How Tinder’s AI Micromanages Your Dating Life
There is no doubt that on the whole, the economic impacts from the lockdown and pandemic will be devastating. But while most leisure activities were throttled by the lockdown, others thrived — just ask any of your friends that did Yoga With Adrienne (probably the same mates that brew their own kombucha). Another unlikely winner? Dating apps. Tinder and Bumble usage alone spiked by over 20%, with Tinder registering 3 billion swipes on 28 March alone.
However, the pandemic only accelerated a trend that was already in full force: finding love via apps. “Met online” is now the most common way that people report finding their significant other, streets ahead of boring old classics like “met in church” or “met in the neighbourhood”. While there are a range of massively popular dating apps, including Bumble and Grindr, Tinder continues to be the most popular platform by a significant margin. That gives the company a pretty crazy level of influence over how young people date and, yes, who they match with.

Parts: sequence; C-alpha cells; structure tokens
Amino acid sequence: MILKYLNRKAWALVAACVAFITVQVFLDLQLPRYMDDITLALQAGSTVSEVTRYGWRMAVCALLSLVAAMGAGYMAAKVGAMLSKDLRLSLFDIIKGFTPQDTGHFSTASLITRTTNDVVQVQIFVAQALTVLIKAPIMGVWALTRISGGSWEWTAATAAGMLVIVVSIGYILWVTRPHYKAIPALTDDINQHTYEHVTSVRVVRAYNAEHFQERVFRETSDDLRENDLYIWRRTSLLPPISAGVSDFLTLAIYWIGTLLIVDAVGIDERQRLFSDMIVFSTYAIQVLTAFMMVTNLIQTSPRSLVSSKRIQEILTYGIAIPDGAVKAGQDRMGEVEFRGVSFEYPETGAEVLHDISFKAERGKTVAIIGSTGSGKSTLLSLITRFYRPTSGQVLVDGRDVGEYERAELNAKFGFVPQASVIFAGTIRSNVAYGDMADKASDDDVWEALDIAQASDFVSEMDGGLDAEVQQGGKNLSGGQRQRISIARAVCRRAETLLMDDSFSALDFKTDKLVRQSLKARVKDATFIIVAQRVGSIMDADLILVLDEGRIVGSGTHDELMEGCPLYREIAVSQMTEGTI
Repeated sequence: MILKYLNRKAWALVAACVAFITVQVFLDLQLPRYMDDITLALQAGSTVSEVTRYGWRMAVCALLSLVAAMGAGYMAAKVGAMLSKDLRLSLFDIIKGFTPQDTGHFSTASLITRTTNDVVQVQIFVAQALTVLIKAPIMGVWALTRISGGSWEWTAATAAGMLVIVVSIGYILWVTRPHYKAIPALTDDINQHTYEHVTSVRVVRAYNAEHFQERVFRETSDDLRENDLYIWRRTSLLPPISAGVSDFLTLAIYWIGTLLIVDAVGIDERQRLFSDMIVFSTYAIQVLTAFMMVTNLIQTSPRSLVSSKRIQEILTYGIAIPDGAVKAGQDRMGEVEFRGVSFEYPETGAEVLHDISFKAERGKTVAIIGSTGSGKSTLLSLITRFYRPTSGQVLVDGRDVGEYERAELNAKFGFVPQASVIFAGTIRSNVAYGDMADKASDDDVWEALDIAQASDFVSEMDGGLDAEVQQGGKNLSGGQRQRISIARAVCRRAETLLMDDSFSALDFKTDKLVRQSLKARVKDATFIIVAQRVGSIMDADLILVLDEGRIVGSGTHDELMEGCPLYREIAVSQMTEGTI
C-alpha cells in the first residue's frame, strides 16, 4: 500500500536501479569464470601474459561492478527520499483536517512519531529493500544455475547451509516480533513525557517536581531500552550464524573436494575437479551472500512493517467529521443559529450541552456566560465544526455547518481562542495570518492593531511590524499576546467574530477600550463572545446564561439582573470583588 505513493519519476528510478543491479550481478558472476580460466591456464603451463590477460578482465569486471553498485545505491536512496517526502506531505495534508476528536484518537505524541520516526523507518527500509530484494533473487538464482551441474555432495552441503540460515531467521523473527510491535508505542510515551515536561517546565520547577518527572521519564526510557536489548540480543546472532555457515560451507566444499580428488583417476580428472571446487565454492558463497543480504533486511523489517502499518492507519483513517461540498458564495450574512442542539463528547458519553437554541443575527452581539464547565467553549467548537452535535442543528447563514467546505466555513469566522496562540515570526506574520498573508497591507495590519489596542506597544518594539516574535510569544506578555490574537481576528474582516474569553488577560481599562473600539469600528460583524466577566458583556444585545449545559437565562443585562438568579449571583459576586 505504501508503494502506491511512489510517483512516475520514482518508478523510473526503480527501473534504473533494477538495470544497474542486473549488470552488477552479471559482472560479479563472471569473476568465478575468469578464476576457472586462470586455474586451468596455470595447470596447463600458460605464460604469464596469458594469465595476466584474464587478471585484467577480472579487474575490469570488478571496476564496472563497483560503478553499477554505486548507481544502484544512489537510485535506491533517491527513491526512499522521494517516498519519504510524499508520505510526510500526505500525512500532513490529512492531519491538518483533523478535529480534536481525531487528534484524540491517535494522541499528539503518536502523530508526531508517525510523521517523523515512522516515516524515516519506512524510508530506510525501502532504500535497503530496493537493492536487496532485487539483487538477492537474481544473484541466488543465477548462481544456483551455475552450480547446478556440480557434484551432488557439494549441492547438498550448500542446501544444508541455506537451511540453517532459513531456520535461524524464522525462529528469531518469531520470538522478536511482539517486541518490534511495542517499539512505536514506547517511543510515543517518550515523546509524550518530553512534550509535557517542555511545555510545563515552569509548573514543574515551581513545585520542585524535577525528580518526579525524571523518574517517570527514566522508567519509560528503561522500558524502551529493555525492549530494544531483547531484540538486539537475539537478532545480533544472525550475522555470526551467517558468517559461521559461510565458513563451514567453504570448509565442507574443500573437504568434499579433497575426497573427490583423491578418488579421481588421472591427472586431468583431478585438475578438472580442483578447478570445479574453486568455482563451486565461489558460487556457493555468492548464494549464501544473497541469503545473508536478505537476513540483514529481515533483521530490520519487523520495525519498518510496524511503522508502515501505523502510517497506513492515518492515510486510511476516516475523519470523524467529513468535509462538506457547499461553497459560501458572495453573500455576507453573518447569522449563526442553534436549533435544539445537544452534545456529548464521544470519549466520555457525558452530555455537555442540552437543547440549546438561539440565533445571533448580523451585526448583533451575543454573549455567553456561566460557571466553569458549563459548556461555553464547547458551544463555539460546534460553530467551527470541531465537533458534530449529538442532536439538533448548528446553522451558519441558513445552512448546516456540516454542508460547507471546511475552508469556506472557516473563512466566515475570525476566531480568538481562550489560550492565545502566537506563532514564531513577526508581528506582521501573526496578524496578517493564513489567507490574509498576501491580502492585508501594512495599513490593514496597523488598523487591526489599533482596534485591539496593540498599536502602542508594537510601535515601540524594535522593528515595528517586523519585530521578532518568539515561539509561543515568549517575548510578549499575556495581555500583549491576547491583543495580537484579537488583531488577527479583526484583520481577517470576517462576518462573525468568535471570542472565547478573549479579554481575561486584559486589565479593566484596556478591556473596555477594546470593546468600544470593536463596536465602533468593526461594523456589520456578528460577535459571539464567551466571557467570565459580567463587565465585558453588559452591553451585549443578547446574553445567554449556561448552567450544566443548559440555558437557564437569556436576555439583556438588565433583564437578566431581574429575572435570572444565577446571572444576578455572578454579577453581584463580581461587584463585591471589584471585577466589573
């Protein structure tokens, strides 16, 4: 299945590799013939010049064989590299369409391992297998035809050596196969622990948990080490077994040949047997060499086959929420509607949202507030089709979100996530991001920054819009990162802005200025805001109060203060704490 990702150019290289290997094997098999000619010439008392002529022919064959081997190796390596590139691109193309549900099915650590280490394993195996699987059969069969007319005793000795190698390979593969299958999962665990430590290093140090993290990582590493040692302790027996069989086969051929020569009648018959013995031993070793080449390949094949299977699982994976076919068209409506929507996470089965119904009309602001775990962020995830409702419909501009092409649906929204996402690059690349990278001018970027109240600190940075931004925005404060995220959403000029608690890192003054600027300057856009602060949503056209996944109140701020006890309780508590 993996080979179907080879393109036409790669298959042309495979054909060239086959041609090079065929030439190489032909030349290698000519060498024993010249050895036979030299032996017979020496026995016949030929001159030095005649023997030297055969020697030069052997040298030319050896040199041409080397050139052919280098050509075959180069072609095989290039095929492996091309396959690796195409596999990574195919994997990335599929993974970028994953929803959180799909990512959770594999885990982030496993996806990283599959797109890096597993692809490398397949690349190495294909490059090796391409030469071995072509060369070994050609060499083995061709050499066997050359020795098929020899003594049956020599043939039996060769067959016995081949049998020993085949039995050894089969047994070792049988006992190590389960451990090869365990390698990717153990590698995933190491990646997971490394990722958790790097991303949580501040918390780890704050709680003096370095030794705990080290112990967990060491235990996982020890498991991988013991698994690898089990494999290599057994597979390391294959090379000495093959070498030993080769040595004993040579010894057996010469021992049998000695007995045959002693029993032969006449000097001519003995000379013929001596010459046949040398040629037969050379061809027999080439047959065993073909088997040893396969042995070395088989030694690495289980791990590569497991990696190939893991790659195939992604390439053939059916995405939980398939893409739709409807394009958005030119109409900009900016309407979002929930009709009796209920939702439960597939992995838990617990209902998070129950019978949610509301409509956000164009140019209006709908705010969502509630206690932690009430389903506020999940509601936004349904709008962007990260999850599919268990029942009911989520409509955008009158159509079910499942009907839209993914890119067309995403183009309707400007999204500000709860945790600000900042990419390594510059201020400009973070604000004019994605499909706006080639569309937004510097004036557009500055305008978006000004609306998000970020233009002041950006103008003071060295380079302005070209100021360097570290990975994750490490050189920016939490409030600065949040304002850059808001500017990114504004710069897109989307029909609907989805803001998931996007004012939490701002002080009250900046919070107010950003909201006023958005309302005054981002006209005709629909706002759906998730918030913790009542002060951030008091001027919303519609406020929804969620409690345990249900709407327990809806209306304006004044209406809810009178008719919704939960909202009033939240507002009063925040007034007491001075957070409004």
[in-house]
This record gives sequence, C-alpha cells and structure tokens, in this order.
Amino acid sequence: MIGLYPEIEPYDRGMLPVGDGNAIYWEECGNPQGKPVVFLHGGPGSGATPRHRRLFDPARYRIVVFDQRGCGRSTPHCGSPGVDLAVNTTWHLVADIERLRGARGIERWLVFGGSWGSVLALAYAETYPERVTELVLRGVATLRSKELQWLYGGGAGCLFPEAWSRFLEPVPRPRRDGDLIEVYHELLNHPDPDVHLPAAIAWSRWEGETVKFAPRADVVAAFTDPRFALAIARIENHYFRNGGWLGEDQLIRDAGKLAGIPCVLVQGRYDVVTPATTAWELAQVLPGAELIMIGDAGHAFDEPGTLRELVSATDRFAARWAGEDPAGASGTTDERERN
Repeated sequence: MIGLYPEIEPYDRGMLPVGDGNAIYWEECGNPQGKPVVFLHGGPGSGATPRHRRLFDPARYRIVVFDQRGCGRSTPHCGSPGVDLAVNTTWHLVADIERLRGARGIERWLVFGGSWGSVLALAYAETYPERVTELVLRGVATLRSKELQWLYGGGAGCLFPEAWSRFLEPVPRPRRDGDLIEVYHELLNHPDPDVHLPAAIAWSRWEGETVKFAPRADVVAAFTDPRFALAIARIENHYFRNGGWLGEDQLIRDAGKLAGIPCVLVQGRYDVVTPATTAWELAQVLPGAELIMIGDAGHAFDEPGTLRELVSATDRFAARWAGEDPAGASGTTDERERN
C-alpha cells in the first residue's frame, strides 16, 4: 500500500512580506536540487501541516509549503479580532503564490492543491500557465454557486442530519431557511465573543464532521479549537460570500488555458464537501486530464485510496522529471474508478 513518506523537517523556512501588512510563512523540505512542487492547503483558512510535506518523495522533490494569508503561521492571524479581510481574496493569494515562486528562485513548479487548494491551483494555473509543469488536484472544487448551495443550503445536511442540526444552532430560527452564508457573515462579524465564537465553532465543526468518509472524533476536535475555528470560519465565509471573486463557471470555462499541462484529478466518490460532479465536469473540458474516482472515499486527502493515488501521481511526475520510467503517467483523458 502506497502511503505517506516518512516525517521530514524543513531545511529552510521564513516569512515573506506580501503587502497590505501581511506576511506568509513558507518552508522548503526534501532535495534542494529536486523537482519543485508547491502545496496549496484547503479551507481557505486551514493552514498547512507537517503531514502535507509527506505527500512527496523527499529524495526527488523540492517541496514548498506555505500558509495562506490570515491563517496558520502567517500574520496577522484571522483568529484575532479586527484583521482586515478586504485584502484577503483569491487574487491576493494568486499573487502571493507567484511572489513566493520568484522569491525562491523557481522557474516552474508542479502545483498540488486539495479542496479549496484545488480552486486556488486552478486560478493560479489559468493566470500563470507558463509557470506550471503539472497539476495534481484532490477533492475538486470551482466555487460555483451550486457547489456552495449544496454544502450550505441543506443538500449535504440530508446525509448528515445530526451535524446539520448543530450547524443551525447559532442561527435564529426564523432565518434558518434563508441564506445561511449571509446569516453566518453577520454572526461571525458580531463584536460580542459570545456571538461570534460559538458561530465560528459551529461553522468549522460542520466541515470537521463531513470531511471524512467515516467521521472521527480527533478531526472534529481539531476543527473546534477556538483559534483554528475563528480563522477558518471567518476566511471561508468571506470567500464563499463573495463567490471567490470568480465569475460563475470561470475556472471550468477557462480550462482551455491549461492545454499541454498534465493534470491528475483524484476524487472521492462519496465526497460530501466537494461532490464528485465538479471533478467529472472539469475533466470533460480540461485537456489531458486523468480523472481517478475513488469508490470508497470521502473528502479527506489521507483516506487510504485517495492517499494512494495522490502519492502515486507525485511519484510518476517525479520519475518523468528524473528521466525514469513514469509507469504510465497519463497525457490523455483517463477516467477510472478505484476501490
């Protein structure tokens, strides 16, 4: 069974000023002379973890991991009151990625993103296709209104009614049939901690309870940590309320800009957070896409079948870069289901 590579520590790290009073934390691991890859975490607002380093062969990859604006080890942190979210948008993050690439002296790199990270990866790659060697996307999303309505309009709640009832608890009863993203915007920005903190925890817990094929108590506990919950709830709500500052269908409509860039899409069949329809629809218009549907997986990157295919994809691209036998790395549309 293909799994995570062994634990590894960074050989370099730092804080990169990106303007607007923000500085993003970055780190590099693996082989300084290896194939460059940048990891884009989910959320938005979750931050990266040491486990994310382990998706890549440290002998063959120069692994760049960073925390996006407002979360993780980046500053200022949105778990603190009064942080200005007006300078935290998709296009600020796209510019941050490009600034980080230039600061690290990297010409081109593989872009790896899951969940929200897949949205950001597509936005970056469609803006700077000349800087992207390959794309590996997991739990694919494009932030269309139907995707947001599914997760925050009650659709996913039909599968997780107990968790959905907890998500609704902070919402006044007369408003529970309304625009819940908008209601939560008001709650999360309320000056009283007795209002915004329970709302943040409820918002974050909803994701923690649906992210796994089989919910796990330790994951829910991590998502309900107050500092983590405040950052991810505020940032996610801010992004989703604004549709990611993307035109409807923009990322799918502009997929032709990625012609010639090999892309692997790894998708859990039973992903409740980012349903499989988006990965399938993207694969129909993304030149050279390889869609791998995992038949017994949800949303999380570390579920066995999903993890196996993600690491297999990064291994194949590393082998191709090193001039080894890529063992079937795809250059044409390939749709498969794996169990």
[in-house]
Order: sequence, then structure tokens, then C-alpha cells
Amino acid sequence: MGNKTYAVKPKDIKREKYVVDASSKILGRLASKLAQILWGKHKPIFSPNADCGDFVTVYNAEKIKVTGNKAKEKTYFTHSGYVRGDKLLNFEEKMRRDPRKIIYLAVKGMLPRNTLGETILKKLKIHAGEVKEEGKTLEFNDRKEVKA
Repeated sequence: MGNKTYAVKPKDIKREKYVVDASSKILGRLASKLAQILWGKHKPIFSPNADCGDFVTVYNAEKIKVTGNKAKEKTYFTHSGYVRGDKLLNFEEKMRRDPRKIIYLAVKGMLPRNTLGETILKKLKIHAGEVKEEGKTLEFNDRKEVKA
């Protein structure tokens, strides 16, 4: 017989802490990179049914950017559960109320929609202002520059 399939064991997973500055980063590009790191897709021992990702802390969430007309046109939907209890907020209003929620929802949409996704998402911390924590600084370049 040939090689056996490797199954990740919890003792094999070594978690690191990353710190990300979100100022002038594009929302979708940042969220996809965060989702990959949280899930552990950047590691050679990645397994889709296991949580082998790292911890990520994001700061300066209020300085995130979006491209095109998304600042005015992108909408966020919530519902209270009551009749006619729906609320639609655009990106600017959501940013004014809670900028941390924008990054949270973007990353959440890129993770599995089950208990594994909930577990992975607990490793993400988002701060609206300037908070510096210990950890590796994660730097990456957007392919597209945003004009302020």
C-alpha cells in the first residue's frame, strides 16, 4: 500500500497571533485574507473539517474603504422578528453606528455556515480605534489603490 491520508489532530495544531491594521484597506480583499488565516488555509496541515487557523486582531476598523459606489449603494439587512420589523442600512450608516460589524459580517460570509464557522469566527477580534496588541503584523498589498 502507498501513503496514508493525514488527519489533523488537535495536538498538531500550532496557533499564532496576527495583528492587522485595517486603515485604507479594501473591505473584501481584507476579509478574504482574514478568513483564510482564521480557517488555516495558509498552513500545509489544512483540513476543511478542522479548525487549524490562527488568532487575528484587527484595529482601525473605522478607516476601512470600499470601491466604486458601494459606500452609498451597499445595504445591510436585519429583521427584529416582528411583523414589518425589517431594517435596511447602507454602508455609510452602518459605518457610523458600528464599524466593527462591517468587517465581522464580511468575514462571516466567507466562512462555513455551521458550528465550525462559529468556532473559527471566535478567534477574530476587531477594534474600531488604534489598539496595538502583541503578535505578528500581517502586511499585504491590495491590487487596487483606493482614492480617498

Welcome to your personal ‘desirability’ score
Make no mistake: nothing about the Tinder algorithm is random. When you open the app to get swiping, you might think that the profiles you are seeing are just a random bunch of people that fit your age/gender preferences and live relatively close. Think again. Tinder wants to match as many couples as possible and designs its algorithm to put certain profiles in front of you. Of course, you’re free to swipe right to your heart’s delight and ignore the people Tinder recommends, but the algorithm penalises you for swiping left too much. So how does Tinder decide whose profiles to show you?
A few years ago, Tinder made the mistake of showing a journalist what was actually under the algorithm’s hood — and it wasn’t pretty. As that journalist details, the Tinder algorithm allocates every user a personalised ‘desirability’ score, to represent how much of a catch any particular person is. Users are then sorted into ‘tiers’ based on their desirability score, and that was, in essence, the algorithm: you get presented with people approximately your level of attractiveness when you swipe.